Utilizing the 2003 and 2004 American Time Use Survey (ATUS), this thesis examines the relationship between family structure and maternal time with children.  The large sample, composed of 4,309 married mothers and 1,821 single mothers with children less than 13 years of age, allows for a detail-rich description of single mothers’ time with their children that has not been possible before the ATUS.  This thesis analyzes differences in maternal time with children by marital status, living arrangements, and other characteristics within the single mother population and in comparison to married mothers.  Findings indicate that differences in maternal time with children largely disappear or that single mothers engage in more child care than married mothers after controls are introduced.  Thus, differences in maternal time with children appear to be mainly attributable to the disadvantaged social structural location of single mothers rather than different proclivities towards mothering between married and single mothers. 



 Married-couple households have been long-considered the standard and most beneficial family structure in which to raise children.  With the rise in divorce and nonmarital childbearing over the past several decades, children are increasingly likely to reside in nontraditional households often headed by single mothers.  Single mothers must provide the necessary financial and time inputs for their children without the resources and presence of a spouse.  Researchers and policymakers have focused on the economic constraints that single mothers experience in rearing their children but relatively little attention has been given to the time constraints they may also face (Vickery 1977).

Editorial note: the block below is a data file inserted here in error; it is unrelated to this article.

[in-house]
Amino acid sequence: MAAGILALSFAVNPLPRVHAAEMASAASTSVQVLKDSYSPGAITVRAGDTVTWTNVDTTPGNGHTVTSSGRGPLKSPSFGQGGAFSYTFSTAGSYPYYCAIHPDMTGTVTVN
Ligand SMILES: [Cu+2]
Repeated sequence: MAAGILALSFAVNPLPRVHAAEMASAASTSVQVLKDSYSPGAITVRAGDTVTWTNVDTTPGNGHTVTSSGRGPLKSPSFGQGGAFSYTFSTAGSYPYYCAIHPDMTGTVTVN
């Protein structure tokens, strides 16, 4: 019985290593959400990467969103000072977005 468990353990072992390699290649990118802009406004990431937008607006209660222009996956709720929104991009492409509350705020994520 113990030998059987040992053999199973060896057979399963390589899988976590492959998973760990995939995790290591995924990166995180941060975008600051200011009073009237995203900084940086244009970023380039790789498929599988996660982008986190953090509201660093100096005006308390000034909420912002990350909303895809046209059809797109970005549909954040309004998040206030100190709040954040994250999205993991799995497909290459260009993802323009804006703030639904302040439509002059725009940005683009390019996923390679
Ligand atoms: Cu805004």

All else being equal, it is assumed that more maternal time with children is better than less maternal time with children.  This assumption is based on the premise that mothers want to invest in their children, which includes spending time together.  Secondly, it is based on the notion that time investments are beneficial for children.  Even though the optimal investment in children may be unknown and there may be diminishing returns at high levels of investment, at least some minimal time investment in children is almost certainly necessary for optimal child outcomes.  It is important therefore to determine the factors that facilitate and limit maternal time investments and to identify which mothers face more constraints than others.  

There are reasons to believe that single mothers may spend less time with their children than married mothers.  Single and married mothers differ in characteristics that are associated with maternal time investments in children.  For example, prior research suggests that more highly educated mothers spend more time with children (Bianchi,

Robinson, and Milkie 2006).  On average, single mothers are less educated and are more economically disadvantaged than married mothers.  However, these characteristics may vary greatly within the single mother population by detailed marital status and living arrangements.  For example, never-married mothers are more disadvantaged than divorced mothers.  Additionally, single mothers may cohabit with an unmarried partner, live alone, or live with other adults and their living arrangements may enhance or restrict their ability to spend time with their children.